Flathead National Forest and Coram Experimental Forest staff are collaborating in a nation-wide study called Adaptive Silviculture for Climate Change (ASCC). The goal of this project is to test different silvicultural approaches to climate change adaptation that will also serve as useful examples across the country.

Project Area:

Trout Lake section of the Montana ASCC site.

The Flathead National Forest/Coram Experimental Forest ASCC site is located in northwestern Montana. Photo Credit: Melissa Jenkins, Flathead National Forest. 

The Flathead National Forest/Coram Experimental Forest is located in northwestern Montana. This Northern Rockies ASCC site is influenced by the warm, wet maritime airflows from the Pacific Ocean and the cooler, drier airflows from Canada. The study site consists of second-growth western larch-mixed conifer forests that regenerated after clearcutting in the 1960s, and provides habitat for lynx, grizzly bear, and many bird species. The Flathead/Coram ASCC site is part of the “Crown of the Continent,” a unique and diverse ecosystem whose rivers feed the Pacific Ocean, Hudson Bay, and the Gulf of Mexico.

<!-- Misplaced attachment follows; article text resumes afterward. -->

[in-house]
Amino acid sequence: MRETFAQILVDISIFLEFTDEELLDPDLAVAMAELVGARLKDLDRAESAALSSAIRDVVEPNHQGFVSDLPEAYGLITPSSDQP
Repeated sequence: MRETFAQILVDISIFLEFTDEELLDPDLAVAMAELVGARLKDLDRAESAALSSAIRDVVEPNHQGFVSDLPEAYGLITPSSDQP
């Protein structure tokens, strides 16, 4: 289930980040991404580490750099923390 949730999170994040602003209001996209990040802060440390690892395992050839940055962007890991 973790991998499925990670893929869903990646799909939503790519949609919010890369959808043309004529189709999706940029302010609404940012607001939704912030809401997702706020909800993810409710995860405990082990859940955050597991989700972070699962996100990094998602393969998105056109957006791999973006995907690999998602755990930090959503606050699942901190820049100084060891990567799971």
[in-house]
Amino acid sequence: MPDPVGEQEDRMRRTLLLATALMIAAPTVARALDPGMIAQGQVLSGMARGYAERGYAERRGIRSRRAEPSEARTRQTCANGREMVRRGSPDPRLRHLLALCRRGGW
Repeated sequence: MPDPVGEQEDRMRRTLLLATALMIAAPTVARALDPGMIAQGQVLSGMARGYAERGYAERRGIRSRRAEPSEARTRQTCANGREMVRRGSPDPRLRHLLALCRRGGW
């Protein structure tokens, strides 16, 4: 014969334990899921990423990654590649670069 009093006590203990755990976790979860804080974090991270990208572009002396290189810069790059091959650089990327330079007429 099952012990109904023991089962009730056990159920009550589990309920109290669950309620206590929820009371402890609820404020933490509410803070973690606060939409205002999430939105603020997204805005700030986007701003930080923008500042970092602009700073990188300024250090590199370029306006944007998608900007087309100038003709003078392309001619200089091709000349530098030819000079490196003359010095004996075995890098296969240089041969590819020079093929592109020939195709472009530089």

Learn more about stewardship of western larch forests in an era of uncertainty here



Site Administrators and Partners:

Justin Crotteau (USDA Rocky Mountain Research Station), Elaine Kennedy Sutherland (USDA Rocky Mountain Research Station), and Terrie Jain (USDA Rocky Mountain Research Station) are the site leads for the Flathead National Forest ASCC site, along with Melissa Jenkins (USDA Flathead National Forest), and David Wright (USDA Rocky Mountain Research Station). Key Partners include Christopher Keyes (University of Montana).